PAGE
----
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We’re happy to report it is high enough for the boaters to get through easily.  And even though we were right next to the road, it was peaceful enough to have a conversation.  The waitstaff was quick and efficient.  I never had to wait around for my iced tea to be refilled because as soon as I was close to the bottom of my glass, a new tea appeared.  This is a great little restaurant, with good food, good atmosphere and great views.  I would recommend this place to anyone.

Happy Acres Ranch

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Set in the horse country of Central Florida, about an hour and a half northwest of Orlando and less than a hour from the West Coast of Florida, the ranch is spread out over 50+ acres and has 2 barns, the main house and several fields that are normally dotted with horses, chickens or guinea fowl at any given moment.

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Our current AirBnB is an apartment in Barn B at Happy Acres Ranch, known as Happy Trails Lodge. From a door in our kitchen, we can walk into the stables and see the horses who call Happy Acres home.

During the day and sometimes at night, you can hear a horse neigh or whiny softly.  You can also hear the guinea fowl cackling during the evening.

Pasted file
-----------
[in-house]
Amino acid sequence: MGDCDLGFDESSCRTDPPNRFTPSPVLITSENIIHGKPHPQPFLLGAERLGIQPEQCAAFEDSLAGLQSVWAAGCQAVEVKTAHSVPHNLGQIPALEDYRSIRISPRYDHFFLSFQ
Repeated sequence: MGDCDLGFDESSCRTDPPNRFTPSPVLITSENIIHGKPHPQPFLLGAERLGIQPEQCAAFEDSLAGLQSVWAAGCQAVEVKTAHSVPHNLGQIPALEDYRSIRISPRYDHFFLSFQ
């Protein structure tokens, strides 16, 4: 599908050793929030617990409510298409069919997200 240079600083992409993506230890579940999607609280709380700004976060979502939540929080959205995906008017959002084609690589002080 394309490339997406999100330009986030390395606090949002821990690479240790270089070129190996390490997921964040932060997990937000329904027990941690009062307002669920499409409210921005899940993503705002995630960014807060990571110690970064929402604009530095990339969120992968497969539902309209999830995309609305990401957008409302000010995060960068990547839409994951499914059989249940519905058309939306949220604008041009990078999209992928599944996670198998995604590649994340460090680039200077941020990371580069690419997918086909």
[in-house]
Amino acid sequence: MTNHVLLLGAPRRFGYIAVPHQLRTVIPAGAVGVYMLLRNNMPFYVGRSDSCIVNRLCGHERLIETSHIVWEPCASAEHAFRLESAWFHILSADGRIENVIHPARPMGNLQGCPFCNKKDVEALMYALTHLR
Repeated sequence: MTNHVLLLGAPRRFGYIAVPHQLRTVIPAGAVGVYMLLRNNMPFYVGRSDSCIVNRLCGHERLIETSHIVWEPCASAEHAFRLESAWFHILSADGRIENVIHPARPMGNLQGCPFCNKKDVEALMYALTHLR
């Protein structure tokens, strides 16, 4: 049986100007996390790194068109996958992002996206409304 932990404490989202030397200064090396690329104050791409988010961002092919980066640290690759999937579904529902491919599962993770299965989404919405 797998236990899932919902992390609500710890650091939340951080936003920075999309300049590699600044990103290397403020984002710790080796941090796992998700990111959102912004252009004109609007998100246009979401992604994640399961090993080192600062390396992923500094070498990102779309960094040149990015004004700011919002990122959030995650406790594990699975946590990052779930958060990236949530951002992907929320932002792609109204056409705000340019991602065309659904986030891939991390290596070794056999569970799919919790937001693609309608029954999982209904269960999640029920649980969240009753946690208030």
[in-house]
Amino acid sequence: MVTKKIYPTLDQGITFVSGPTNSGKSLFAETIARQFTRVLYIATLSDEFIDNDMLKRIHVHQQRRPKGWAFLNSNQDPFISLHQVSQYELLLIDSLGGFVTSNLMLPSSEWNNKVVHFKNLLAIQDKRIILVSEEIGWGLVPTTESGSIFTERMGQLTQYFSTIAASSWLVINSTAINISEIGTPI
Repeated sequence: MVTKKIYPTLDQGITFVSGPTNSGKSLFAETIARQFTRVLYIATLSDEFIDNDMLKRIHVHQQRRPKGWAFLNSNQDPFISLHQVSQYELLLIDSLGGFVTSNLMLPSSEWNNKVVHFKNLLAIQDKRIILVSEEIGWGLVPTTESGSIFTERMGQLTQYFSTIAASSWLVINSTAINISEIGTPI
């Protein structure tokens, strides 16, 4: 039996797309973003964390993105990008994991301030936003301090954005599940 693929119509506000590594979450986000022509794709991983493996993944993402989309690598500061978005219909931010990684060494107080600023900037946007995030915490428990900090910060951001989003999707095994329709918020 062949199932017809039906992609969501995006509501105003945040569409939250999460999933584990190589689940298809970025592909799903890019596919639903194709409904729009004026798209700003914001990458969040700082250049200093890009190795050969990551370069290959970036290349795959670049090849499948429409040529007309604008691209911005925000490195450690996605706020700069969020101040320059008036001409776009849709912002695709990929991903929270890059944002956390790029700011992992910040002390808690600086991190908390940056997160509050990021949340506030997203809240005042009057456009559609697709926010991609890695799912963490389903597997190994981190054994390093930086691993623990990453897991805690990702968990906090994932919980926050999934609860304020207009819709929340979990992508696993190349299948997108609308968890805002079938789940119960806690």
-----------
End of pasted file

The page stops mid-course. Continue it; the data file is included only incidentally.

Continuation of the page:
The apartment is a one bedroom, one bath, though there is a second king bed separated off from the living room by a desk and shelving.  A large flat screen tv faces the couch, which is also a sleeper sofa.  Only the two windows in the apartment, but they let in plenty of light and face out at the paddocks.  Full kitchen with washer and dryer complete the apartment.

They give trail rides and lessons.

Dunnellon is close to Ocala, another major city in Florida, and close to the coast, giving us plenty to do while we’re here.

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Homosassa Springs State Park-Home of Manatees

Over on the west coast of Central Florida lies the Ellie Schiller Homosassa Springs Wildlife Park.  Part of the 174 Florida State Parks, this attraction was once one of the many roadside attractions that were on US Hwy 19 down the coast, along with nearby Crystal River and Weeki Wachee Springs.  Homosassa River is a constant home to 3 manatees and visited during winter months or heavy storms in the Gulf of Mexico by other wild manatees.

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We parked at the main entrance and took the tram to get back to the main park area.  You purchase your tickets there ($13.00 for adults and $5 for anyone 6 years old through 12).  After departing from the ticket area/concession stand/gift shop building, you are met with a delightful fountain and an option to head towards the manatees or the zoo section.  We opted for manatees.